The Central African Republic's frequent deficits in trade and services are financed mainly through international aid. In the early 1980s, the Republic faced a severe balance-of-payments problem caused by low world prices for its exports and high fuel import costs. A structural adjustment program was begun in 1986 (and further developed in 1988 and 1990) to curb the public sector and to promote private-sector investment in an effort to decrease the reliance on infusions of foreign aid. In 1998, the IMF approved a three-year structural adjustment program equivalent to $66 million (subsequently augmented and extended), which expired in 2002.
The US Central Intelligence Agency (CIA) reports that in 2000 the purchasing power parity of the Central African Republic's exports was $166 million while imports totaled $154 million resulting in a trade surplus of $12 million.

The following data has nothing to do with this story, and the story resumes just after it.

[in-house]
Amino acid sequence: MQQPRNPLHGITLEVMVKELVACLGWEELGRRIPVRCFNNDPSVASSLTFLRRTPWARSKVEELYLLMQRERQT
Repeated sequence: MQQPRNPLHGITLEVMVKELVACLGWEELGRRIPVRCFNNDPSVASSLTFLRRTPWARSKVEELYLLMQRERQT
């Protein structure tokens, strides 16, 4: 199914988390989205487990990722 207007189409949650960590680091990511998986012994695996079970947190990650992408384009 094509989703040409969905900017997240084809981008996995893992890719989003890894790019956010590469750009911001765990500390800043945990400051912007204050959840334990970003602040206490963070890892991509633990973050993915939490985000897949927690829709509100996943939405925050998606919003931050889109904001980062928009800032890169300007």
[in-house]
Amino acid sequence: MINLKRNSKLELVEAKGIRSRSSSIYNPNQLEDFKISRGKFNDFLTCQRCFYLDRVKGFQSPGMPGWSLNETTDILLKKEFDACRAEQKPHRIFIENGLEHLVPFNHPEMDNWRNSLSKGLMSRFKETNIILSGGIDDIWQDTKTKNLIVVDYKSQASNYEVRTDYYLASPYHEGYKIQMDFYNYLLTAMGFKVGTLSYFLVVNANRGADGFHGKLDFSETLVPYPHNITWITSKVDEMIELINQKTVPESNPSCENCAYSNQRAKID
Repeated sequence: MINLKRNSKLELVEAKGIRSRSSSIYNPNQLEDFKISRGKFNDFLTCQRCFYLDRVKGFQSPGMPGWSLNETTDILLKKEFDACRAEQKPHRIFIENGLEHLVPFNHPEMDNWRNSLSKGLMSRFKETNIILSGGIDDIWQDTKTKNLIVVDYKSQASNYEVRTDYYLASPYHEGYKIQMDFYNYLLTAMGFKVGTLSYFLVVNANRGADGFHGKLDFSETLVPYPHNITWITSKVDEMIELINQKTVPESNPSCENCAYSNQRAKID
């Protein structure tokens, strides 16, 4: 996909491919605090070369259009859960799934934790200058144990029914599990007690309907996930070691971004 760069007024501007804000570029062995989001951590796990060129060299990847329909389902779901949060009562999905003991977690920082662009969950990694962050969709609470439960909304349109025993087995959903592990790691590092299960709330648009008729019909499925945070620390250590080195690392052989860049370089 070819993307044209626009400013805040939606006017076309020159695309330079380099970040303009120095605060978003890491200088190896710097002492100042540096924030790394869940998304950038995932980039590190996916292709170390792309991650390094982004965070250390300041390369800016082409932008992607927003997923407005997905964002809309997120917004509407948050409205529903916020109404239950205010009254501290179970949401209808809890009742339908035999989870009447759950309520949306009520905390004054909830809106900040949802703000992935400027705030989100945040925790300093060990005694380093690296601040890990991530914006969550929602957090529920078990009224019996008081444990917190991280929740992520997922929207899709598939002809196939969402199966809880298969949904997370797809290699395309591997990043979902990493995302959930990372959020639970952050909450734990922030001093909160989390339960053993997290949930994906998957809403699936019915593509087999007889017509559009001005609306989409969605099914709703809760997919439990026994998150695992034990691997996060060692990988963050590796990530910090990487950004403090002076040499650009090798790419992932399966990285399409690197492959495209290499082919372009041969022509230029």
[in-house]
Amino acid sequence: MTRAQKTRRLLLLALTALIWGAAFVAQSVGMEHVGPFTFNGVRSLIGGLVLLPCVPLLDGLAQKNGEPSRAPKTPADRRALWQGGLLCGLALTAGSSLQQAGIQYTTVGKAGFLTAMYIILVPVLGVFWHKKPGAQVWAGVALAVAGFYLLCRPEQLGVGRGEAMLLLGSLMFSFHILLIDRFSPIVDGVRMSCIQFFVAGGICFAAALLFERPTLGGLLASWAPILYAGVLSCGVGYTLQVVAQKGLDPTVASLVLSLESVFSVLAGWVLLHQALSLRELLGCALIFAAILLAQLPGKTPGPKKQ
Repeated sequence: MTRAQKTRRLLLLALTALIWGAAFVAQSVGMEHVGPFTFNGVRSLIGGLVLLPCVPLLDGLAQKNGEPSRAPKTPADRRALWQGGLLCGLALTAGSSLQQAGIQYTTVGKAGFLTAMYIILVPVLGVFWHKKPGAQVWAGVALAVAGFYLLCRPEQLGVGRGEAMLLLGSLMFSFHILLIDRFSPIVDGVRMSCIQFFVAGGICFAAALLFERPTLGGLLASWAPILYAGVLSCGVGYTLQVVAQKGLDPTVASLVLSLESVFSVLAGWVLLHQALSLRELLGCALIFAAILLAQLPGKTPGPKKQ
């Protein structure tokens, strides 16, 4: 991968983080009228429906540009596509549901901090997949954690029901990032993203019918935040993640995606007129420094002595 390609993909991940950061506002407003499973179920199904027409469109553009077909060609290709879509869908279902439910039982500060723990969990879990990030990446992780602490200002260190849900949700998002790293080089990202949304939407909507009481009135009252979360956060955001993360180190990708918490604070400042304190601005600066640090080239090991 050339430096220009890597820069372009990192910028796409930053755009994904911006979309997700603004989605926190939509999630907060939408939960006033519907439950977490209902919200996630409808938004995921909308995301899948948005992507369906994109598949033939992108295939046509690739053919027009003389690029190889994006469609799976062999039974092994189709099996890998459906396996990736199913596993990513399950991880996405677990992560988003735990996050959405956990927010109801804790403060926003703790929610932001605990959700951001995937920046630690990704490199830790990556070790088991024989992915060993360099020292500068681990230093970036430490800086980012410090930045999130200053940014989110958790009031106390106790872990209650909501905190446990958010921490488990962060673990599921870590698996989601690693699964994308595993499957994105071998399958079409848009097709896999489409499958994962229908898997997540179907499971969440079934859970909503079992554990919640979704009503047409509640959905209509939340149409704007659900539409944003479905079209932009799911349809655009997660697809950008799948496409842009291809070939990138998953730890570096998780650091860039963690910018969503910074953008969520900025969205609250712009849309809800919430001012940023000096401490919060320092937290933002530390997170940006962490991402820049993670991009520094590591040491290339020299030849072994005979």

The International Monetary Fund (IMF) reports that in 1994 the Central African Republic had exports of goods totaling $146 million and imports totaling $131 million. The services credit totaled $33 million and debit $114 million. The following table summarizes the Central African Republic's balance of payments as reported by the IMF for 1994 in millions of US dollars.
|Balance on goods||15|
|Balance on services||-81|
|Balance on income||-23|
|Direct investment abroad||-7|
|Direct investment in Central African Republic||4|
|Portfolio investment assets||…|
|Portfolio investment liabilities||…|
|Other investment assets||8|
|Other investment liabilities||48|
|Net Errors and Omissions||-15|
|Reserves and Related Items||-13|